Here’s another one: I can’t find anywhere in Acts that God tells Paul to go to Rome to preach the gospel. Acts 19:21 tells us that Paul “resolved in the Spirit” to go to Rome, but I’m not totally sure what that phrase means, and, based on the commentaries, neither is anyone else. It seems to mean that Paul had yearning to go to Rome that he perceived to be the impulse of the Spirit.

Later, God directly affirms it through a vision (Acts 23:11), but it began as a yearning in Paul’ spirit. Acts 17:16 says that while Paul was killing time in Athens waiting for Silas and Timothy his spirit was provoked within him when he saw how given over the city was to idols. He proceeded to preach one of the most famous sermons ever given, a spontaneous sermon that has become the basis for countless evangelistic methodologies for the years. No one would doubt that this encounter and the sermon that came out of it were from the Holy Spirit. In saying that Paul did this because “his spirit” was provoked within him, Luke was not trying to say that this was Paul’s work, not the Holy Spirit’s, but that the Holy Spirit used Paul’s spirit to indicate to Paul what he wanted him to do.

Because the believer’s spirit has been united to God’s Spirit, unscrambling where our spirit stops and his begins is an impossible process. When we let the Holy Spirit have his way in us, our emotions become melded to his. So as Paul burned with holy zeal to go to Rome, he began to speak with near certainty about God wanting him to do it.

First Samuel records the heroic story of Jonathan and his armor bearer taking on an entire garrison of Philistine soldiers single-handedly (14:1–6). Most intriguing to me is how Jonathan invited his armor bearer to join him:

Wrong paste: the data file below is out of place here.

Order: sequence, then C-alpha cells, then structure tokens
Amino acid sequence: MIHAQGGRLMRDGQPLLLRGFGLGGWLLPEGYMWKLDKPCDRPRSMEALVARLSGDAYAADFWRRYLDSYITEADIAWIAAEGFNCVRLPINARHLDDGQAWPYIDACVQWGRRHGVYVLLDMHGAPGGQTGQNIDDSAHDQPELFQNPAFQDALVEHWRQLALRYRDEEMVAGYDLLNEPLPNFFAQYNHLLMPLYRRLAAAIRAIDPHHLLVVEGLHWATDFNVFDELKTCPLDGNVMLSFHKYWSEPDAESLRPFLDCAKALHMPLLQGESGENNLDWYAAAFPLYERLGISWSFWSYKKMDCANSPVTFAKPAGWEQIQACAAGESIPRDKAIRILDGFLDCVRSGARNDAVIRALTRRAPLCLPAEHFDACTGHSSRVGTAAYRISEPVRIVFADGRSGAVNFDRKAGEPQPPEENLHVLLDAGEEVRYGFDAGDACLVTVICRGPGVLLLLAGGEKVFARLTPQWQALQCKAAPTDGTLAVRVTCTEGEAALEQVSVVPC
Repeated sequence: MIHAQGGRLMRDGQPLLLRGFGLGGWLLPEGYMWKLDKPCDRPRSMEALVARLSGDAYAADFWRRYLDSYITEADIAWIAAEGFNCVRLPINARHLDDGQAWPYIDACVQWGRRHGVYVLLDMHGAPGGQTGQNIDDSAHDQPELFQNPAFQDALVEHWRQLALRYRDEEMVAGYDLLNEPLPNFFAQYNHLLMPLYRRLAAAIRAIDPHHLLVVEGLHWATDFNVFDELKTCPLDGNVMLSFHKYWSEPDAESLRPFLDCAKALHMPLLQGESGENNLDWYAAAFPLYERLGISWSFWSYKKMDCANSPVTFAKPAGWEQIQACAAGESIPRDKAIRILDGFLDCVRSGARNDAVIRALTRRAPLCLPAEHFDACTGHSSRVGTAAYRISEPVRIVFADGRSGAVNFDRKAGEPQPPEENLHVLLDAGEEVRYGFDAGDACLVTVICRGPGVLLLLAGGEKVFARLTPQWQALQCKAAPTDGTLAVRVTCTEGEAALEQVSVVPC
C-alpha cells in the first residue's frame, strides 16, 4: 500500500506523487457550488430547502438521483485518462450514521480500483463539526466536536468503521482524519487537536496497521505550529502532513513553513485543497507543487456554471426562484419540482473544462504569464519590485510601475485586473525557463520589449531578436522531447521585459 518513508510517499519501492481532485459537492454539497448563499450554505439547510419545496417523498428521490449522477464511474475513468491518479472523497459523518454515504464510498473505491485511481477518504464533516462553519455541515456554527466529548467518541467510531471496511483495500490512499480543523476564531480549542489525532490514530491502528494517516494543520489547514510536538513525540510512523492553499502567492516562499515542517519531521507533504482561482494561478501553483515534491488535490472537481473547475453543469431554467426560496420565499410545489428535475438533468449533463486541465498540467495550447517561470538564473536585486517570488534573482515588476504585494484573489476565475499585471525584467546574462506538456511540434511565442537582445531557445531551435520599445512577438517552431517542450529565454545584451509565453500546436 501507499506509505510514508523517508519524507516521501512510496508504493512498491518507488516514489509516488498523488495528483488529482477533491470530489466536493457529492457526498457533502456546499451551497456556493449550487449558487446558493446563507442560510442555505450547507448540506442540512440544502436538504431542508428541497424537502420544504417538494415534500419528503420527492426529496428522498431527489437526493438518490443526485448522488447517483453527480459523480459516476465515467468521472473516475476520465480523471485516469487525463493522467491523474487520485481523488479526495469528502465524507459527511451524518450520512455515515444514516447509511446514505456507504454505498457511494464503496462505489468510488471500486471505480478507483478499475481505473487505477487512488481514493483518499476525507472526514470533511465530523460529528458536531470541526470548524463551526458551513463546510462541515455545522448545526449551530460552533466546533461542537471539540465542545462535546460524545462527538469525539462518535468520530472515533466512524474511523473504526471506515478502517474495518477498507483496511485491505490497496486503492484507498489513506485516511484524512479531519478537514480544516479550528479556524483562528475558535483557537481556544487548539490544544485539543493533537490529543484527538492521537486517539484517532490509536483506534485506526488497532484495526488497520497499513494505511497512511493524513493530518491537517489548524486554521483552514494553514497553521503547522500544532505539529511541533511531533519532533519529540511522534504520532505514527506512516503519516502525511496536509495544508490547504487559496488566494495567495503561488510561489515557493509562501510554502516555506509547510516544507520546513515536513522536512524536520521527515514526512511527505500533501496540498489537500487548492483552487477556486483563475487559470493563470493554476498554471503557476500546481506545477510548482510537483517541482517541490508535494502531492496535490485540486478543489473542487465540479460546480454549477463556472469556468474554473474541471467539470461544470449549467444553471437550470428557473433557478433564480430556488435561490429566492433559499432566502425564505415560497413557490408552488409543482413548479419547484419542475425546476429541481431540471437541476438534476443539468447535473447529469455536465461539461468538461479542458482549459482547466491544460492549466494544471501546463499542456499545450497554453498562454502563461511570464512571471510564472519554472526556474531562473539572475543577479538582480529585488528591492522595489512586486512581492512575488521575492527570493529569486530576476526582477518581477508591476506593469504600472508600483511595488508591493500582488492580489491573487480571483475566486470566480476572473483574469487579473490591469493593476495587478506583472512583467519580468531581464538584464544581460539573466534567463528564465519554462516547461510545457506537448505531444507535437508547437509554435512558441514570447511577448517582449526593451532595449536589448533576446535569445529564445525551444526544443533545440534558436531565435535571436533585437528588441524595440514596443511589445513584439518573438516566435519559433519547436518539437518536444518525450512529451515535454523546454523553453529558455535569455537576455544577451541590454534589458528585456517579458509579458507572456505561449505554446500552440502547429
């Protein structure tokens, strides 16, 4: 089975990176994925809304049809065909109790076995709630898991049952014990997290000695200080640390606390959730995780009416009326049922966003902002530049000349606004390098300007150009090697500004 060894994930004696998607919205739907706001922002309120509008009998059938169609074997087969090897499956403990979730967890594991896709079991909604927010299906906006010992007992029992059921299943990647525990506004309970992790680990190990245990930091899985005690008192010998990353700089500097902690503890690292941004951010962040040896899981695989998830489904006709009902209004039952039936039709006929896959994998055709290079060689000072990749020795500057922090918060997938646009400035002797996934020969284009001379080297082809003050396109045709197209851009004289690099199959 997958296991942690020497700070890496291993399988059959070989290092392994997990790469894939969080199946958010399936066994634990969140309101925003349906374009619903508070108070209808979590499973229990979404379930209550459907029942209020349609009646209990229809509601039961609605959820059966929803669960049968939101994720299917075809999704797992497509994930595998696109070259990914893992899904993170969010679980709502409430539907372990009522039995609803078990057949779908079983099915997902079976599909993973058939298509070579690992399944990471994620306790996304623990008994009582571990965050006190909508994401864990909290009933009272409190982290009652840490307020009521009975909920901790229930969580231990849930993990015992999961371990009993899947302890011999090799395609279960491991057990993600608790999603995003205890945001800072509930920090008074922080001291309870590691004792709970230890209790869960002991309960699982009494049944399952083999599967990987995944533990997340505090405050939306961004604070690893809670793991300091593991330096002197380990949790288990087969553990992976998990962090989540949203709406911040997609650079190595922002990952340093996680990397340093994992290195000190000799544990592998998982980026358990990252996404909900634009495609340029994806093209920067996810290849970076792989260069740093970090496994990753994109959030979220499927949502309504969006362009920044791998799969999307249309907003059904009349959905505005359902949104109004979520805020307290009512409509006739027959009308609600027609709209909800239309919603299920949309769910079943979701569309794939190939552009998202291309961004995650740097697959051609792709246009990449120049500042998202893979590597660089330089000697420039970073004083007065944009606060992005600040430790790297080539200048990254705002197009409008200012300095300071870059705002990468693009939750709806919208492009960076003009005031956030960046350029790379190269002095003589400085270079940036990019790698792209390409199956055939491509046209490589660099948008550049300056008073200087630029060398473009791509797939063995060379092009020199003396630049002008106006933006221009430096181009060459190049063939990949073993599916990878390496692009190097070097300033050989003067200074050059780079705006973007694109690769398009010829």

Come, let’s go over to the outpost of those uncircumcised men. Perhaps the Lord will act in our behalf. Nothing can hinder the Lord from saving, whether by many or by few.” (1 Samuel 14:6, NIV).

Perhaps? If I were the armor bearer, I’d probably have said: “Uhh… I’m sorry, bro, but if you are inviting me to take on an entire, fortified garrison of trained Philistine soldiers, I’m going to need more than your perhaps.” But the Holy Spirit was in Jonathan’s holy zeal, and God gave to Jonathan and his armor bearer a great victory on that day (1 Samuel 14:11–15).

I spent two years living as a missionary in Southeast Asia. Shortly after I left, the worst tsunami on record swept onto the island, killing more than 100,000 people. When I returned and stood at the very spot where the tsunami had come ashore, I sensed God telling me that he would send a wave of salvation through that same area, and that our church was to continually place people there on the ground believing it, waiting for it to happen.

Not every ambition in our heart comes from God, but God certainly uses holy, burning desires like those as a compass to point true north for your life, to show you where he wants you to go and how he wants you to be involved in his mission. You likely will experience it as a holy discontent—a conviction that God wants something different than what the situation currently is. You sense him inviting you to lay hold of his willingness and release his power.

For example, in your spirit, you sense that God is not ok with:

  • An unreached people group with no access to the gospel
  • A career field with little to no viable Christian witness
  • Hundreds of foster kids in your community who pass from home to home with no one to ever love them consistently
  • Thousands of girls being turned over to the sex slave trade in Southeast Asia
  • Millions of babies being murdered each year in the name of freedom of choice
  • A school in which God’s name is regularly blasphemed
  • A career field in which no one walks in the fear of God